like other say, I don't know is bad coincidences are always acceptable. To me, any kind of coincidence looks like laziness, or just poor planning. Once the story starts sounding unrealistic, it starts to lose me.

If you really need something unlikely to happen, at least foreshadow it a little bit. If the gritty detective needs access to the subway system, then he shouldn't say 'Hey, my uncle worked as a conductor for 20 years!' all of a sudden. The uncle should have introduced on page 2 for some other reason.

likewise, if you want the hero's car to break down at a crucial juncture, establish early and often that he drives a piece of junk, and it breaks down all the time.
One writing book I read noted how the lightning bolt that causes a fire in The Dead Zone is set up quite nicely, by an early scene of a lightning rod salesman testifying as to the unpredictibility of the weather.

It's really the only way to do it.
Thank you! Sometimes I think a wild coincidence makes the story humorous, whether intended or not....
Irene Radford is guilty of coincidence overloard. Especially in her later volumes of the series started with The Glass Dragon. Maybe it was just that I read the earlier ones when I was younger, but reading the later volumes at 19-20 I was thrown off by how many times two characters would just HAPPEN to be in the SAME place at the SAME time to hear/exchange/see a CRUICIAL piece of information, that could have happened at any time or place.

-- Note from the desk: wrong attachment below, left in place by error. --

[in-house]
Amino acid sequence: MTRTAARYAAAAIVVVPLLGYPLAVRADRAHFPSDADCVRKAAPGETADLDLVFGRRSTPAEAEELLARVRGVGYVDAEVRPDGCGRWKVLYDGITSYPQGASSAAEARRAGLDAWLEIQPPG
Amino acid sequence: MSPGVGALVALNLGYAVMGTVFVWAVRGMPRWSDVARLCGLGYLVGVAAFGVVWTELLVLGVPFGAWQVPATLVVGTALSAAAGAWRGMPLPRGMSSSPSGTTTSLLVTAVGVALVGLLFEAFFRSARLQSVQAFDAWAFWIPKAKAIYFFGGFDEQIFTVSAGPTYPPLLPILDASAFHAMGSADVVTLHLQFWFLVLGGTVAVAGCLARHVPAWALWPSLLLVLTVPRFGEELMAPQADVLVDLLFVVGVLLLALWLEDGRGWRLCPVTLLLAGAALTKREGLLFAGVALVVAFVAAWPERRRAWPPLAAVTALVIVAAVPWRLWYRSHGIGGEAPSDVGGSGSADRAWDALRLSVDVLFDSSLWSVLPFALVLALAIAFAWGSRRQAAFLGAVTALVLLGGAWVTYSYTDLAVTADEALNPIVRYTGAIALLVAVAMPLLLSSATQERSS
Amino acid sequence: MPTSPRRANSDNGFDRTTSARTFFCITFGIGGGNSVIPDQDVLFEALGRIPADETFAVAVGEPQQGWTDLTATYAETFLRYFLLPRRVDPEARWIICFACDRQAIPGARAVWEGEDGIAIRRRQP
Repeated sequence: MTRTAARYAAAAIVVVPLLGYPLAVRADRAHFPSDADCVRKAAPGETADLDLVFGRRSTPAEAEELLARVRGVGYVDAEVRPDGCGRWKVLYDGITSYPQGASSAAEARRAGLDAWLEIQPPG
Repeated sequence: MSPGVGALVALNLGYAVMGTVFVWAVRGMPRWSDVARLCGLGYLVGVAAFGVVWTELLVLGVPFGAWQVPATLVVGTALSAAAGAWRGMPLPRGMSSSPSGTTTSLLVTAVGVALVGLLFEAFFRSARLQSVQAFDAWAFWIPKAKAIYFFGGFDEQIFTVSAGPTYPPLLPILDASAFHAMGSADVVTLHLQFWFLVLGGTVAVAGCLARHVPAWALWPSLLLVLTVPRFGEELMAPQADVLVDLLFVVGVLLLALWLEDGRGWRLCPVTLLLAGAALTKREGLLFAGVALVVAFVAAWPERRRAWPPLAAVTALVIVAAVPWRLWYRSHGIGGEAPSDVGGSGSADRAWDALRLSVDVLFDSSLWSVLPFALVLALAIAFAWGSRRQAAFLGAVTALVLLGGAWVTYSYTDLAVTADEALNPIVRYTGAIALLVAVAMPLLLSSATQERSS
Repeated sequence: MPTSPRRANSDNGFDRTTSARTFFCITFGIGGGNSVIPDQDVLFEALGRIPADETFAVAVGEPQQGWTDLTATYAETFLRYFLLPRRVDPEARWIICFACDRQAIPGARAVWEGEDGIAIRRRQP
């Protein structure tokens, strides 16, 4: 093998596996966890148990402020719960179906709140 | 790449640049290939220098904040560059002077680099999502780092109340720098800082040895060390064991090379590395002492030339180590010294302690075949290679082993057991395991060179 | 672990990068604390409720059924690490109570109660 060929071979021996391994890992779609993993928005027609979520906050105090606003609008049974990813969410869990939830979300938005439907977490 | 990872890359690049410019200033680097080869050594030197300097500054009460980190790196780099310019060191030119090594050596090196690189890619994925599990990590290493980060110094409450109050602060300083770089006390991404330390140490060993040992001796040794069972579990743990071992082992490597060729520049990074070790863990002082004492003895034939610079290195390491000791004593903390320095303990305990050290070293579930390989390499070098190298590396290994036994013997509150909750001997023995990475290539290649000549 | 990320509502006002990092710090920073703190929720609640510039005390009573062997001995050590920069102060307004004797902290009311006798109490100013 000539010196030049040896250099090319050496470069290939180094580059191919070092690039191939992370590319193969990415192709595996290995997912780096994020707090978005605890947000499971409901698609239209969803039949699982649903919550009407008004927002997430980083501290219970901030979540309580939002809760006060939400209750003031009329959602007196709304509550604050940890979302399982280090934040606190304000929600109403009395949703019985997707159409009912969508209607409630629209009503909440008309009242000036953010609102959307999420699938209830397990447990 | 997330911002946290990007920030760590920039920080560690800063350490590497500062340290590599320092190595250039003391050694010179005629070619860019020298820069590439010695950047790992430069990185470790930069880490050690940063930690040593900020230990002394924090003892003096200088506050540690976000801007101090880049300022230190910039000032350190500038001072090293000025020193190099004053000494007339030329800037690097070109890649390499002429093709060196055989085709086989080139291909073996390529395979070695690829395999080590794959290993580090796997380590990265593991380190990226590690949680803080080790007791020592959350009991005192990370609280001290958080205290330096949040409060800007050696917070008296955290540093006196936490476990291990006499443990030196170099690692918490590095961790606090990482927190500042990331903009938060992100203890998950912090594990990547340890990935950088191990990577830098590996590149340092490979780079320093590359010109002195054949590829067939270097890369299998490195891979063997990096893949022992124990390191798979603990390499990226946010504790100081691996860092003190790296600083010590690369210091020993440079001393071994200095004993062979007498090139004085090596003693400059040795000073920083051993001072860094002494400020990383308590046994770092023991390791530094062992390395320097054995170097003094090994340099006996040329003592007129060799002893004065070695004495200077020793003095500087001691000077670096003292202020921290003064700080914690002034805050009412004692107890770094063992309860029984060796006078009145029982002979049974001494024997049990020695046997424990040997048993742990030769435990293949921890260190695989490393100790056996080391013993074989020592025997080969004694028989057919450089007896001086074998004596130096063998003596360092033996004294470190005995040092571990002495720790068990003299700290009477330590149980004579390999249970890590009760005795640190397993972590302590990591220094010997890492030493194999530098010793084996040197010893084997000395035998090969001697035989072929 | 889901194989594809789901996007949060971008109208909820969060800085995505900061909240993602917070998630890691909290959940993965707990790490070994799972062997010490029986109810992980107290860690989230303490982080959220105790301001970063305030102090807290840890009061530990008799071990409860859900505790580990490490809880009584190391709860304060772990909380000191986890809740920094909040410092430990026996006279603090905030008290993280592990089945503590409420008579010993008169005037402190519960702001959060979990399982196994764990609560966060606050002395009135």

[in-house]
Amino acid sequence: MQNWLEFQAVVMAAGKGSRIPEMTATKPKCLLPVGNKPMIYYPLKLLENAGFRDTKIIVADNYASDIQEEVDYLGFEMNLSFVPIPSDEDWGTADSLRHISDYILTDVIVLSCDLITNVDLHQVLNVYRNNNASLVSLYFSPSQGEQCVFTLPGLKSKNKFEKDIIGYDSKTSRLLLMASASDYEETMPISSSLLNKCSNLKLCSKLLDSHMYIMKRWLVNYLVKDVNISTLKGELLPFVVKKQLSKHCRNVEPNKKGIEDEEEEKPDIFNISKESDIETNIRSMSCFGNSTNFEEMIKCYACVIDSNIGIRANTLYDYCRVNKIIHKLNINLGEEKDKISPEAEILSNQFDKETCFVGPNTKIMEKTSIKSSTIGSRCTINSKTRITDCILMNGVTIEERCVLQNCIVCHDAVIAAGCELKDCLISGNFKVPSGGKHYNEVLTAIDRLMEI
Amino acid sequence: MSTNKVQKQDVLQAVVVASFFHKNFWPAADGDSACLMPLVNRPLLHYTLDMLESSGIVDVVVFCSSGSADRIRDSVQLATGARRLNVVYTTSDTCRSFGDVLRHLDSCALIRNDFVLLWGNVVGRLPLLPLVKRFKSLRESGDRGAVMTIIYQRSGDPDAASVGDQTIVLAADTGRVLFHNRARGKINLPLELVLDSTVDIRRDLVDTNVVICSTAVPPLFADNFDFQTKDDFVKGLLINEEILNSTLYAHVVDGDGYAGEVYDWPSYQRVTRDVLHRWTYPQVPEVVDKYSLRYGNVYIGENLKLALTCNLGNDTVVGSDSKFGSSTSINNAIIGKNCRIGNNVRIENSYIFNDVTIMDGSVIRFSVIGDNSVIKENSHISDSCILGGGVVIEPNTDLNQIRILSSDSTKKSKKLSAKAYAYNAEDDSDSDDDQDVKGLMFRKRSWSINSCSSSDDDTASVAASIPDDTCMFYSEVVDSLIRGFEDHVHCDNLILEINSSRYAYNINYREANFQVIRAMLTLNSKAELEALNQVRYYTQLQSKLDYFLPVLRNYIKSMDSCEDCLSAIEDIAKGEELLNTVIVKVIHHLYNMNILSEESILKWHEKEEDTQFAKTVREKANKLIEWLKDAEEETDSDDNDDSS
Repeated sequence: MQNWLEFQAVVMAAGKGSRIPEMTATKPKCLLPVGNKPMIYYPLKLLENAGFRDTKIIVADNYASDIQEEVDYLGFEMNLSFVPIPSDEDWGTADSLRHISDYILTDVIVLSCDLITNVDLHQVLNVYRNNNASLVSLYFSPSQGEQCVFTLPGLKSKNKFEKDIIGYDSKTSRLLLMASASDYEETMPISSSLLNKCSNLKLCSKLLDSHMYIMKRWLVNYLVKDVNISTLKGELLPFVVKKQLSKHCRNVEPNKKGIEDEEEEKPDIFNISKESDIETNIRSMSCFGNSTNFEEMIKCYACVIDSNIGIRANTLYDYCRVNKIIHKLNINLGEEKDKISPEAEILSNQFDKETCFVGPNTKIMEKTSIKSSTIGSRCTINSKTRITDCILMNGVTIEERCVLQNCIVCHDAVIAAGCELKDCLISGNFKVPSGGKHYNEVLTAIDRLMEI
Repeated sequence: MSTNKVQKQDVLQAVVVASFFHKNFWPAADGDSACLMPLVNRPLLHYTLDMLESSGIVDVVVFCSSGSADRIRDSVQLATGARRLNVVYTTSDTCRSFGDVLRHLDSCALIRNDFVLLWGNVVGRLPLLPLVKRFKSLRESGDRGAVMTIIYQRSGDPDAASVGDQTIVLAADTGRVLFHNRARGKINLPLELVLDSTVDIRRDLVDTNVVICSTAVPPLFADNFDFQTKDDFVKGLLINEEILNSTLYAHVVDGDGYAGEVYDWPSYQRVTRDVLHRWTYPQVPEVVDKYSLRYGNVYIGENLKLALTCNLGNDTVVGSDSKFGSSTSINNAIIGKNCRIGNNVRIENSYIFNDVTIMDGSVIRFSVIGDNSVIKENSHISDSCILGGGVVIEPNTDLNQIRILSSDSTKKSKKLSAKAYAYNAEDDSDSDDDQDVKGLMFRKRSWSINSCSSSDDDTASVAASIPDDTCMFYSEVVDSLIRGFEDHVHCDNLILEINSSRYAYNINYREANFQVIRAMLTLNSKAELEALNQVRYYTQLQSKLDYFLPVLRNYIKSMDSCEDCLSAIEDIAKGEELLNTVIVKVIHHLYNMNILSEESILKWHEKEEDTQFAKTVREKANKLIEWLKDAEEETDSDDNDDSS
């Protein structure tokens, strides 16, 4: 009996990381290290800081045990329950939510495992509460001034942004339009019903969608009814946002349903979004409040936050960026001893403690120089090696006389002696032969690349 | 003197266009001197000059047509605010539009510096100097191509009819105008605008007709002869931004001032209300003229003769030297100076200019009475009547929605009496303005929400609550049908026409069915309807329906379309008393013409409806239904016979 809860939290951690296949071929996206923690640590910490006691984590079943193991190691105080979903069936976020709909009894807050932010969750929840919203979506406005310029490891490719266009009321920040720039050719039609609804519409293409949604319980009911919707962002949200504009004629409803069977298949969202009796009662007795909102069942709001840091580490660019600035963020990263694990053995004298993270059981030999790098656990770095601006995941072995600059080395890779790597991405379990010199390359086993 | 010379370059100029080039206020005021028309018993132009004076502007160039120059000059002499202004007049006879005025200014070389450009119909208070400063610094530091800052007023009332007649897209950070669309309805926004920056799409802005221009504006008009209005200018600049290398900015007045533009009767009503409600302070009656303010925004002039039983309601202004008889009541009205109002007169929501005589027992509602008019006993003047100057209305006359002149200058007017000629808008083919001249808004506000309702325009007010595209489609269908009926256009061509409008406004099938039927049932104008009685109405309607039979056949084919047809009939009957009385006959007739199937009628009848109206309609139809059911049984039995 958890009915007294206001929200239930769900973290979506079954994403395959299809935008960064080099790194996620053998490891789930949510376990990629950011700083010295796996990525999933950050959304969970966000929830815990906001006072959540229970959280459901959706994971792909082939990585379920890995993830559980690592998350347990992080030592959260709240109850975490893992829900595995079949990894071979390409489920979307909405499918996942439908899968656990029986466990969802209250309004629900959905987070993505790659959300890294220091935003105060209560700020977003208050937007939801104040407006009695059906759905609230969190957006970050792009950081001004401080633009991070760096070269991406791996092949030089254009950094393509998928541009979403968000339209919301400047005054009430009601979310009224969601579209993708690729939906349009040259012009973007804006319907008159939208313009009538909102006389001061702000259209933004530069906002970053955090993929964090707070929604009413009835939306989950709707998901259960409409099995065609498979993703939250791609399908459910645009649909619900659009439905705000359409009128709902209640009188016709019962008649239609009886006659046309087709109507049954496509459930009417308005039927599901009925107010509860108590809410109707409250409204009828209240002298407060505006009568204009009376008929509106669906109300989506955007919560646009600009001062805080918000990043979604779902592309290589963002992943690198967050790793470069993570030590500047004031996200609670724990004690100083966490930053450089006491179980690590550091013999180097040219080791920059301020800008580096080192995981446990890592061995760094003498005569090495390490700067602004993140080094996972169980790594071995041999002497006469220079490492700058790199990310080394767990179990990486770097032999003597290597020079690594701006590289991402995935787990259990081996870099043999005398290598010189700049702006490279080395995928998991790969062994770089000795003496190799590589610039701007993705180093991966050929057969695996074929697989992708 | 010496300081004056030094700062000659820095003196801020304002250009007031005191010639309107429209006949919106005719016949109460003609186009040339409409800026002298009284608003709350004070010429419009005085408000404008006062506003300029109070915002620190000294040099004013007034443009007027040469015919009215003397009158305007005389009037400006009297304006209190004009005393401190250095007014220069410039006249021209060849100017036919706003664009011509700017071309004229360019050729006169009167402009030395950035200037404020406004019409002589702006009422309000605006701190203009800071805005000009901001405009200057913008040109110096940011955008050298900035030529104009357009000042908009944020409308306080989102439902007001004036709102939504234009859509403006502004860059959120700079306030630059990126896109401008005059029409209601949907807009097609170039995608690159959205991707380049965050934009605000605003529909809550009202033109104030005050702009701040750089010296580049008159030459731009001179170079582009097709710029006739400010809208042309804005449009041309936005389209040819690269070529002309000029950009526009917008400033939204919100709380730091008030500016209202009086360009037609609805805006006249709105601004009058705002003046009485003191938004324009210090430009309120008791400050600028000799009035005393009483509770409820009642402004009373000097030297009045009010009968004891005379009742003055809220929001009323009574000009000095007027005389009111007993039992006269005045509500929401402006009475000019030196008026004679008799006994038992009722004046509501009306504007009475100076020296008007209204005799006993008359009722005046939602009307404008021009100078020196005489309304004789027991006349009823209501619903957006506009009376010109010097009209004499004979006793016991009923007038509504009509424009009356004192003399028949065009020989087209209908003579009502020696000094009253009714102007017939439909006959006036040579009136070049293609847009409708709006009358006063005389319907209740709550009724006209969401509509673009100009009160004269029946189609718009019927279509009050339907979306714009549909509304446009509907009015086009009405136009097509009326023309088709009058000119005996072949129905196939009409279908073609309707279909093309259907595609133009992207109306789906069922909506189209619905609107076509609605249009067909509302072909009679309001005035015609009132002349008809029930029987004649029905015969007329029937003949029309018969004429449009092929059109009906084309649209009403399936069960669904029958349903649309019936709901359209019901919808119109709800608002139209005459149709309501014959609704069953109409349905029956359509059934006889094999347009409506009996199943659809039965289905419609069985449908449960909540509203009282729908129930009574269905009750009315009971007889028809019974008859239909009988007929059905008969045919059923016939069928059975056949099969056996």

Blech.

Zhaneel
Haven't read them, but I know what you mean....
I'm assuming that if people are responding here, then they're actually enjoying these. :-)
Although I do always like to point out that even logic must give way to physics.
It isn't fair that coincidence, which we know happens all the time in real life, is so risky in fiction. On the other hand, most real-life coincidences are quite meaningless - you see someone's name just after you've been thinking about them, you discover that someone you've just met shares some of their past history with you - and the things which threaten belief in fiction are aften ways to kick the plot in a certain direction.

And, of course, if you do them right I'll be so absorbed in the plot that I won't notice that they're coincidences (not to mention that, as others have pointed out, if you do it right you can prepare them enough that they'll barely be coincidences).

Count my vote against the "coincidence is OK as long as it's bad luck" argument, too, please!